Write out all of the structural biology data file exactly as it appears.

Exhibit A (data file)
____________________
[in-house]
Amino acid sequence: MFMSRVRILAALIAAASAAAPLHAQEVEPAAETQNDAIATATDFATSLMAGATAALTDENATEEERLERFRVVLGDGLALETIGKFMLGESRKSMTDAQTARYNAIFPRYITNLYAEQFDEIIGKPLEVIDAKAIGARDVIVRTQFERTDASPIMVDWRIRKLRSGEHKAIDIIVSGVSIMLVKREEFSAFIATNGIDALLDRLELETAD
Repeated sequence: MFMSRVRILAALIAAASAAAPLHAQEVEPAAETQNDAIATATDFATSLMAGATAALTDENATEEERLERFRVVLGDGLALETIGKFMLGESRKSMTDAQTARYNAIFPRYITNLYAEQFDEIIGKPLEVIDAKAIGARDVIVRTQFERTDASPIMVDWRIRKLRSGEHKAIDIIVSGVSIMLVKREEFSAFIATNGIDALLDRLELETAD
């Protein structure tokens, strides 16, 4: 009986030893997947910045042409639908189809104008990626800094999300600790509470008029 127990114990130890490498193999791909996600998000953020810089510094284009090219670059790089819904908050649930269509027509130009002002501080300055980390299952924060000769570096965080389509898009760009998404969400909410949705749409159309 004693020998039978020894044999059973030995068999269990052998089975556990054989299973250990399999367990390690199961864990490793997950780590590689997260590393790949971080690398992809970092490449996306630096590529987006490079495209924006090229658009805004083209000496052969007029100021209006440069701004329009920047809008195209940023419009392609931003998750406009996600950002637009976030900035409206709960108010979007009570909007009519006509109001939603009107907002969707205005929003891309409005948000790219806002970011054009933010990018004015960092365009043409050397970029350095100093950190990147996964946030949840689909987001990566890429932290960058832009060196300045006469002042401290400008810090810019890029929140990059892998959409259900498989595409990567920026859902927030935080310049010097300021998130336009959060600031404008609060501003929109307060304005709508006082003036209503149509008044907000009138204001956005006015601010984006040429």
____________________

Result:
[in-house]
Amino acid sequence: MFMSRVRILAALIAAASAAAPLHAQEVEPAAETQNDAIATATDFATSLMAGATAALTDENATEEERLERFRVVLGDGLALETIGKFMLGESRKSMTDAQTARYNAIFPRYITNLYAEQFDEIIGKPLEVIDAKAIGARDVIVRTQFERTDASPIMVDWRIRKLRSGEHKAIDIIVSGVSIMLVKREEFSAFIATNGIDALLDRLELETAD
Repeated sequence: MFMSRVRILAALIAAASAAAPLHAQEVEPAAETQNDAIATATDFATSLMAGATAALTDENATEEERLERFRVVLGDGLALETIGKFMLGESRKSMTDAQTARYNAIFPRYITNLYAEQFDEIIGKPLEVIDAKAIGARDVIVRTQFERTDASPIMVDWRIRKLRSGEHKAIDIIVSGVSIMLVKREEFSAFIATNGIDALLDRLELETAD
């Protein structure tokens, strides 16, 4: 009986030893997947910045042409639908189809104008990626800094999300600790509470008029 127990114990130890490498193999791909996600998000953020810089510094284009090219670059790089819904908050649930269509027509130009002002501080300055980390299952924060000769570096965080389509898009760009998404969400909410949705749409159309 004693020998039978020894044999059973030995068999269990052998089975556990054989299973250990399999367990390690199961864990490793997950780590590689997260590393790949971080690398992809970092490449996306630096590529987006490079495209924006090229658009805004083209000496052969007029100021209006440069701004329009920047809008195209940023419009392609931003998750406009996600950002637009976030900035409206709960108010979007009570909007009519006509109001939603009107907002969707205005929003891309409005948000790219806002970011054009933010990018004015960092365009043409050397970029350095100093950190990147996964946030949840689909987001990566890429932290960058832009060196300045006469002042401290400008810090810019890029929140990059892998959409259900498989595409990567920026859902927030935080310049010097300021998130336009959060600031404008609060501003929109307060304005709508006082003036209503149509008044907000009138204001956005006015601010984006040429």